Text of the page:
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Would I buy Ocado stock after its 30% fall?

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A mother and daughter collecting their home grocery delivery.
Image source: Getty Images

The answer is yes, I would buy Ocado (LSE: OCDO) stock after its 30% fall. Ocado has seen a share price tumble of 30% since the all-time highs it touched last year. But its performance is strong. It is exactly this disconnect that convinces me to buy this FTSE 100 stock.

Let me explain in some detail. 

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Ocado share price fluctuations

The Ocado share price ran up fast during the pandemic as grocery deliveries were a far safer and more convenient option than making trips to stores. By late September 2020, it had touched its highest ever levels. 

It was unable to sustain these levels, however, as the stock market rally put the focus once again on shares effected by the coronavirus. But as the UK went into another lockdown, it rose back to its highs only to fall once more as optimism set in.

But here is the catch.

Strengthening fundamentals 

I do not think that Ocado’s pandemic growth spurt was a flash in the pan. It is quite likely that the pandemic has changed consumer behaviour forever. It has certainly changed mine. I am a convert to grocery deliveries, and will not revert to in-store purchases. 

I reckon this is true for other consumers too. Which is why, for the half-year ending May 2021, Ocado reported strong performance “even as Covid-19 restrictions ease”. Its revenue is up 21.4%, its net loss has almost halved, cash has increased, and debt has reduced too.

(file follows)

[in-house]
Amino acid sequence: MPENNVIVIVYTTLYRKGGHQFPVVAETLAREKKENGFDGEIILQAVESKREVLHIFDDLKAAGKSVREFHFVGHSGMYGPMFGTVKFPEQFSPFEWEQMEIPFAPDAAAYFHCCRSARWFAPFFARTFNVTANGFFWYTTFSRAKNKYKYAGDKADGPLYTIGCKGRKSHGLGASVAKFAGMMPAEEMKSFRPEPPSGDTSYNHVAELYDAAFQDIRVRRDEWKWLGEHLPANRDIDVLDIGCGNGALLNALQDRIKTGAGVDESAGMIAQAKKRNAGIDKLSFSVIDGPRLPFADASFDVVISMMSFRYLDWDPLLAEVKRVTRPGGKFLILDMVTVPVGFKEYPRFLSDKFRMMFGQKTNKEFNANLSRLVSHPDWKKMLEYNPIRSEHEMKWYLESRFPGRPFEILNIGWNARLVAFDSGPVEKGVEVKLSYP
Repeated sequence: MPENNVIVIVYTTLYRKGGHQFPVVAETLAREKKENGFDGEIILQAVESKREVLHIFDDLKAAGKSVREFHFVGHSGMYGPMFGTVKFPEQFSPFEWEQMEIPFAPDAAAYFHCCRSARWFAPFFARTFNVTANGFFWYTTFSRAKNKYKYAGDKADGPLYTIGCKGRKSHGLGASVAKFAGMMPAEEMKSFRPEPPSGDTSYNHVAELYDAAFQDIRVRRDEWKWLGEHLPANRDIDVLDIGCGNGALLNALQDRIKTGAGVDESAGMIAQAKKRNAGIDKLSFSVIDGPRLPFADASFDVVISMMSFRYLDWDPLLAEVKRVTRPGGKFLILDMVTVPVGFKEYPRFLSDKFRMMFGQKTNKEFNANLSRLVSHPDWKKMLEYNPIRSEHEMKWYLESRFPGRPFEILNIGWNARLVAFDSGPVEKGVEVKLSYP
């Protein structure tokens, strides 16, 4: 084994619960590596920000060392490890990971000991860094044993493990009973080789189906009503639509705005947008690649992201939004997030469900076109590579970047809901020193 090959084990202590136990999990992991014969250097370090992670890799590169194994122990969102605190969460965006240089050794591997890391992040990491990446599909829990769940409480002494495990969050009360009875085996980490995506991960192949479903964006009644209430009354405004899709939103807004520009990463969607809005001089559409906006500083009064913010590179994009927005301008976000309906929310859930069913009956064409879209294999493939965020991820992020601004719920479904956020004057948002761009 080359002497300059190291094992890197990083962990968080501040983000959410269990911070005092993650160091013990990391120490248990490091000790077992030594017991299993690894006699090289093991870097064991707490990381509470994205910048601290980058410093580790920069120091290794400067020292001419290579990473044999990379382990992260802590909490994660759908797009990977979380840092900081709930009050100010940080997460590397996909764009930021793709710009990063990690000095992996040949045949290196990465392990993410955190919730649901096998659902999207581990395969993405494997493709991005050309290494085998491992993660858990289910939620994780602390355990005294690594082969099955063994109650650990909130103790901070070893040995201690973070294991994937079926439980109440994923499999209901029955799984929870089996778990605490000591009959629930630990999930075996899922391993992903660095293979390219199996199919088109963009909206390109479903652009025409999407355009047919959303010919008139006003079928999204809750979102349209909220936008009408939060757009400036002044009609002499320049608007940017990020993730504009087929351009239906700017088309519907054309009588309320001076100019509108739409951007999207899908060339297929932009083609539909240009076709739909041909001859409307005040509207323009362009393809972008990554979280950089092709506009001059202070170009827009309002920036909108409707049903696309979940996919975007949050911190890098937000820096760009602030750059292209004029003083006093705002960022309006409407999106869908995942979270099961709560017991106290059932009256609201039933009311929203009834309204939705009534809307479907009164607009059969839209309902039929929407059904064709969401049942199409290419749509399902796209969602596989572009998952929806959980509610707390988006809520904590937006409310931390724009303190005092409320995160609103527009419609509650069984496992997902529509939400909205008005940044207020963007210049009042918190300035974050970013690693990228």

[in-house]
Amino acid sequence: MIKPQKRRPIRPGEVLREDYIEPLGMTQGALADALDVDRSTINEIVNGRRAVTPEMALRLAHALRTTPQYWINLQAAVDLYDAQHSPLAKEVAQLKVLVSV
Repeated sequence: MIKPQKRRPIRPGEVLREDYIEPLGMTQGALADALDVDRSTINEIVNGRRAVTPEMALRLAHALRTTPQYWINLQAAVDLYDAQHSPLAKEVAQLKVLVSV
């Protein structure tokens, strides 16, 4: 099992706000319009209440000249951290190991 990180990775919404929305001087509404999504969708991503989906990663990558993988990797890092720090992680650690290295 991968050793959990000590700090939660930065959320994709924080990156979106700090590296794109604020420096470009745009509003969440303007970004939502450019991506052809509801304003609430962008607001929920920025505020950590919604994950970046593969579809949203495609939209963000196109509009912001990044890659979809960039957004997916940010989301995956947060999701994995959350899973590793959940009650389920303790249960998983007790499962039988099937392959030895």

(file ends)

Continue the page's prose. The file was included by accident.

More growth can be expected going by its on the ground expansion. In 2021 so far, it has opened three customer fulfilment centres (CFCs), where customer orders are processed. One of them is in the UK while the other two are US-based. Further, it says that the “momentum of CFC openings is building”.

It has also entered into a new partnership with France’s Auchan Retail, to develop its online business in Spain. Moreover, its recent acquisitions are expected to spur its growth further too. 

As an investor, these developments convince me of Ocado’s value. 

A wait and some risks

That value could take a while to show up, though. Right now, the Ocado share price is back to around where it was a year ago. In other words, all the gains made during the pandemic have been wiped out. That can be disappointing. 

Also, supermarkets are a challenging business. There is always pressure on price, as Ocado’s partner in the UK, Marks & Spencer (M&S) has experienced in recent months. And if the retailer continues to struggle, it could impact Ocado too. 

Would I buy the Ocado share?

But I am more optimistic than not on the stock. Fast expansion means that it is less dependent on M&S for growth. Further, the pandemic has pivoted consumer behaviour in favour of online shopping. And strengthening financials means that it can withstand any potential uncertainties brought on by relaxations of restrictions.  

For me, Ocado is a long-term investment. And now is a good time for me to buy.

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Manika Premsingh owns shares of Ocado Group. The Motley Fool UK has recommended Ocado Group. Views expressed on the companies mentioned in this article are those of the writer and therefore may differ from the official recommendations we make in our subscription services such as Share Advisor, Hidden Winners and Pro. Here at The Motley Fool we believe that considering a diverse range of insights makes us better investors.

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